sustainability owing to the use of renewable materials.
In order to ensure harmonization of testing practices among lignin producers and to facilitate trade,
the use of international standard methods is needed to characterize the lignin raw material for a wide
range of properties such as general composition, functional groups, molecular weight distribution,
particle size, structural features, and thermal behaviour and stability.
The carbohydrate composition - the contents of the five principal, neutral monosaccharides; arabinose,
galactose, glucose, xylose and mannose - provides chemical information about the main polysaccharides
in lignin. The total content and composition of carbohydrates also provide an indication of the purity
of the lignin isolated from the kraft pulping process (kraft lignin) or the soda pulping process (soda
lignin), or that obtained by hydrolysis of biomass (hydrolysis lignin).
The methods described in this document are based on those described in other publications .
[3] [4][5][6]
Although the principle is similar to that described in ISO 21437 and other related methods
for the determination of carbohydrates in pulp, the properties and end-use applications of lignin, as
well as several steps in the testing procedure, including sampling, sample preparation, and others, are
different from those of pulp.
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Lignins — Determination of carbohydrate composition in
kraft lignin, soda lignin and hydrolysis lignin
1 Scope
This document describes a method for the determination of carbohydrate composition in kraft lignin,
soda lignin and biorefinery lignin.
The method is applicable to lignin isolated from a kraft pulping process, a soda pulping process, or
lignin obtained by hydrolysis of biomass.
2 Normative references
There are no normative references in this document.
3 Terms and definitions
For the purposes of this document, the following terms and definitions apply.
ISO and IEC maintain terminology databases for use in standardization at the following addresses:
— ISO Online browsing platform: available at https:// www .iso .org/ obp
— IEC Electropedia: available at https:// www .electropedia .org/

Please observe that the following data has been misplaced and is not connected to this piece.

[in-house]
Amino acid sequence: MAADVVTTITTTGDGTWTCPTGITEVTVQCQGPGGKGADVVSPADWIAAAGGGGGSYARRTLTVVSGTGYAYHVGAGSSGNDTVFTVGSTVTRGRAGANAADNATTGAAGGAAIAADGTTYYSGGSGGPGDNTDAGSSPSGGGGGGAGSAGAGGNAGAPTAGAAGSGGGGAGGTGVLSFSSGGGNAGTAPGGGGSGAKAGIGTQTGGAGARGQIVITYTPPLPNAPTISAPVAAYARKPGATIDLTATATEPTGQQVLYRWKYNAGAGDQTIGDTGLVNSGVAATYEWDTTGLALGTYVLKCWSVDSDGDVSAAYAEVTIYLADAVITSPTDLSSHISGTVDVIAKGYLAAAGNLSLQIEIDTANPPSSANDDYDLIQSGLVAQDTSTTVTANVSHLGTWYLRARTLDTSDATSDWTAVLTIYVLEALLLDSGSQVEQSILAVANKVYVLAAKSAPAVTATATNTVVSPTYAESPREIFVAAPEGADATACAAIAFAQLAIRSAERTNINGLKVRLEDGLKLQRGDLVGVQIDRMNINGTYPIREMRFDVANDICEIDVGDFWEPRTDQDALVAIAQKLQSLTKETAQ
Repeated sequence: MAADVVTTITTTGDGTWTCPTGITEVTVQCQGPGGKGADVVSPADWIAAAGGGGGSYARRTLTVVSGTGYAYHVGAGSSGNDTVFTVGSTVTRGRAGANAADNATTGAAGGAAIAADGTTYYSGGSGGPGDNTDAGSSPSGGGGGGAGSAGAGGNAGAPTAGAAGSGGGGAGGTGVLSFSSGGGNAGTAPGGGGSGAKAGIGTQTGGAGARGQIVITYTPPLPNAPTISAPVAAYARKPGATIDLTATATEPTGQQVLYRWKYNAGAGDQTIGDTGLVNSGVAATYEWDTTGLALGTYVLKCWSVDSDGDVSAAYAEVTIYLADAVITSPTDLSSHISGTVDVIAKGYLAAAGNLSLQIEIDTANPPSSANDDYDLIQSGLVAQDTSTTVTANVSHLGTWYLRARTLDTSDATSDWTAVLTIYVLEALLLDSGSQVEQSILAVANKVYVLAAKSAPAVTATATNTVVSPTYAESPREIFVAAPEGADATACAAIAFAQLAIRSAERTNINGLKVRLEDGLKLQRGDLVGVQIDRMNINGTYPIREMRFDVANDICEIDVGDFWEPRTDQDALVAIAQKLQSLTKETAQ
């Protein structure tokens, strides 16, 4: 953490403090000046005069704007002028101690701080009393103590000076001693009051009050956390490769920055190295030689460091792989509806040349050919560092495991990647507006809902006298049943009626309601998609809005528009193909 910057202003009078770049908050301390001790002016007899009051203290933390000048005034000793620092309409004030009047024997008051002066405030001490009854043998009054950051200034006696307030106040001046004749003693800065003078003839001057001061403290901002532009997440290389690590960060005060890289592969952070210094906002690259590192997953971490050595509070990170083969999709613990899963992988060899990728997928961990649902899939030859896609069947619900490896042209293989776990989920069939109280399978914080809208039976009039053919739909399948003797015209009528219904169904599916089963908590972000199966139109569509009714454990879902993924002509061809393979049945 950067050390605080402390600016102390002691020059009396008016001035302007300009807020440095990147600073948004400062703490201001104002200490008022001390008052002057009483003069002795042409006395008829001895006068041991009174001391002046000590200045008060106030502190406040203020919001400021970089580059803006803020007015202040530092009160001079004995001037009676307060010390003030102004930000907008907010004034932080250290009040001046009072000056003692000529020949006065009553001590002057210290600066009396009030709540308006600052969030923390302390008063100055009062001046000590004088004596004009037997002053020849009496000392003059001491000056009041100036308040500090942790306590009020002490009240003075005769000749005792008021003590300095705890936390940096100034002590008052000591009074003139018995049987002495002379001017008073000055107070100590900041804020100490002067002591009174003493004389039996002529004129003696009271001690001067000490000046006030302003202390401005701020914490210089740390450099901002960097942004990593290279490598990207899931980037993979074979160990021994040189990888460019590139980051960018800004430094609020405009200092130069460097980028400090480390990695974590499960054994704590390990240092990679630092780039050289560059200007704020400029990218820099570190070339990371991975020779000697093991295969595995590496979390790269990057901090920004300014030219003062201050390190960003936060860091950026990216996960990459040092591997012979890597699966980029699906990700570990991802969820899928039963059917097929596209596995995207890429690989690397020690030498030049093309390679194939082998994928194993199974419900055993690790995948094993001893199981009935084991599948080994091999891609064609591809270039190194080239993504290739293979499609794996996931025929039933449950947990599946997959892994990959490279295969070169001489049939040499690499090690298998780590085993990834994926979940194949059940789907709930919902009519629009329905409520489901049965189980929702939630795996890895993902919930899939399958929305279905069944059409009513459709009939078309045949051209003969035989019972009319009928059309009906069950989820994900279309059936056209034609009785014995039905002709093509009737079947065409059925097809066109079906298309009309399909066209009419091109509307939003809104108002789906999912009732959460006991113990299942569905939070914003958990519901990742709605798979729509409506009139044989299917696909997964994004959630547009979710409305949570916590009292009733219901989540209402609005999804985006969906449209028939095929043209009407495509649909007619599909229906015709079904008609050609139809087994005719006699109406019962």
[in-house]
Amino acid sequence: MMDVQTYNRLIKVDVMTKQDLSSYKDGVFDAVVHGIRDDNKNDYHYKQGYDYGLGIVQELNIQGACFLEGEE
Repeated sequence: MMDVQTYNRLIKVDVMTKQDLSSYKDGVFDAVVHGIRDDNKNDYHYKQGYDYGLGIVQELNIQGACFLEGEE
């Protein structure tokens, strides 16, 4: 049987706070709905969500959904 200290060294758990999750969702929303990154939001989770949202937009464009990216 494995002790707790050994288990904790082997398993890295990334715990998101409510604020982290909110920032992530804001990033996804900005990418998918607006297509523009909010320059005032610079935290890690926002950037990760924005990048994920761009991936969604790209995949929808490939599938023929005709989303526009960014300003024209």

class of complex organic macromolecules, containing aromatic sub-units, that play a key role in the
formation of cell walls in wood and bark, conferring mechanical strength and rigidity to the cell walls
and to plants as a whole
Note 1 to entry: Lignin is the main non-carbohydrate constituent of wood.
kraft lignin
depolymerized and chemically modified lignin isolated from a kraft pulping process, such as that
originating from kraft black liquor
soda lignin
depolymerized and chemically modified lignin isolated from a soda pulping process, such as that
originating from soda liquor
hydrolysis lignin
lignin produced for commercial applications by conversion of biomass, through enzymatic or acid
hydrolysis, into sugars and lignin streams, followed by separation of the lignin fraction
biological material derived from living, or previously living organisms, such as wood, agricultural
crops, and other plant-based biodegradable material
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ISO 24215:2022(E)
acid-insoluble lignin
Klason lignin
residue after treating wood or pulp with sulfuric acid in a two-step hydrolysis procedure to solubilize
the carbohydrates into monosaccharides
acid-soluble lignin
portion of lignin that is soluble during the acid-insoluble lignin determination
carbohydrate composition
amounts of the five principal, neutral monosaccharides; arabinose, galactose, glucose, mannose and
xylose, in a sample
4 Principle
A lignin sample is treated with sulfuric acid in a two-step (primary and secondary) hydrolysis process
to dissolve the carbohydrates. The acid-insoluble lignin is filtered off. The filtrate consists of hydrolysed